A young protester covers his face with the US flag in Ferguson Monday.
Startling, but perhaps not all that surprising, figures emerge from this op-ed piece "White America's racial blinders" in The Boston Globe - dealing with the upheavals in Ferguson and beyond - on the divide in America between white and black.
"The dispiriting saga from Ferguson, Mo., provides another tragic window on decades of indifference to economic disparities — and on those fatal split seconds when police see black men as violent criminals rather than citizens. Ferguson raises anew the question of how many more unarmed black men must die before the nation declares this an all-American problem.
As unjustified as the Aug. 9 shooting of 18-year-old Michael Brown was, and as much as it has dominated the news, white America has barely shrugged its shoulders. Evidence of that indifference came Monday when the Pew Research Center released a national survey of attitudes about Ferguson and its meaning.
Asked whether the shooting in Ferguson “raises important issues about race,” 80 percent of black respondents said it did. But only 37 percent of white respondents agreed. And while two-thirds of black people said the police response in the aftermath of the Ferguson shooting went too far, only a third of white people thought so. Only a quarter of white respondents said they had followed the story closely, compared to half of black respondents.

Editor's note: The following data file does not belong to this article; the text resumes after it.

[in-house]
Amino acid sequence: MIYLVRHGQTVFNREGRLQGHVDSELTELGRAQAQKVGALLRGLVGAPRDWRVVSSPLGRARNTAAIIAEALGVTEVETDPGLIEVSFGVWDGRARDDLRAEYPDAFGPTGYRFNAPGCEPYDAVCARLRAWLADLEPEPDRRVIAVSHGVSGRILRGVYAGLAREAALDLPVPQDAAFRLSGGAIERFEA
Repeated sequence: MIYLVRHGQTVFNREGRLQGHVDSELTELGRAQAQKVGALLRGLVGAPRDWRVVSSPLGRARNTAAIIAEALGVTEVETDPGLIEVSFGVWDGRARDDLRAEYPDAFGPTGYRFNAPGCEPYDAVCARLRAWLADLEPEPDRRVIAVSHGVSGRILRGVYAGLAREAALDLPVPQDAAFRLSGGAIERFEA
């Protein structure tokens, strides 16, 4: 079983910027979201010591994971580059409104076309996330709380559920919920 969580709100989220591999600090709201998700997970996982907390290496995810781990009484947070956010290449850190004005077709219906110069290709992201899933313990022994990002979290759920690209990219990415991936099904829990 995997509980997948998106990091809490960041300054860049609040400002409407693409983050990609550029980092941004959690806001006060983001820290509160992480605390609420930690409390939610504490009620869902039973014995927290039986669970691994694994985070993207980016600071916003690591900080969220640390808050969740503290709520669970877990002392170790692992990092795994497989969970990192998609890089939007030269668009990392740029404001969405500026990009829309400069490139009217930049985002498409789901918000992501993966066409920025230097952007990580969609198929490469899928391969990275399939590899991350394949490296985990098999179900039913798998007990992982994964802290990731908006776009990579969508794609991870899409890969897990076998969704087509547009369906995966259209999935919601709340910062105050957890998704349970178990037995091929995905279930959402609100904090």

"White Americans take a stunningly Pollyannaish view of inequity, despite worsening income and wealth gaps, a black male unemployment rate double that of white males, continuing job discrimination, disparate prison sentences for non-violent drug offenses, and Obama-era efforts by Republican-dominated state legislatures to limit voting rights. In a Pew survey on the 50th anniversary of Martin Luther King Jr.’s “I Have a Dream” speech, only 13 to 16 percent of white Americans saw racial unfairness in workplaces, schools, health care, restaurants, or elections.
When the general white population sees no disparities, it is easy to see how the police, in turn, do not see full human beings in their crosshairs, especially when departments are disproportionately white. USA Today last week reported that nearly two black people a week were killed by white police in a seven-year period ending in 2012, based on its analysis of available FBI data on killings ruled justifiable homicides. Nearly one in five of the black people killed by police were under 21, while only one in 11 white people killed by police were that young."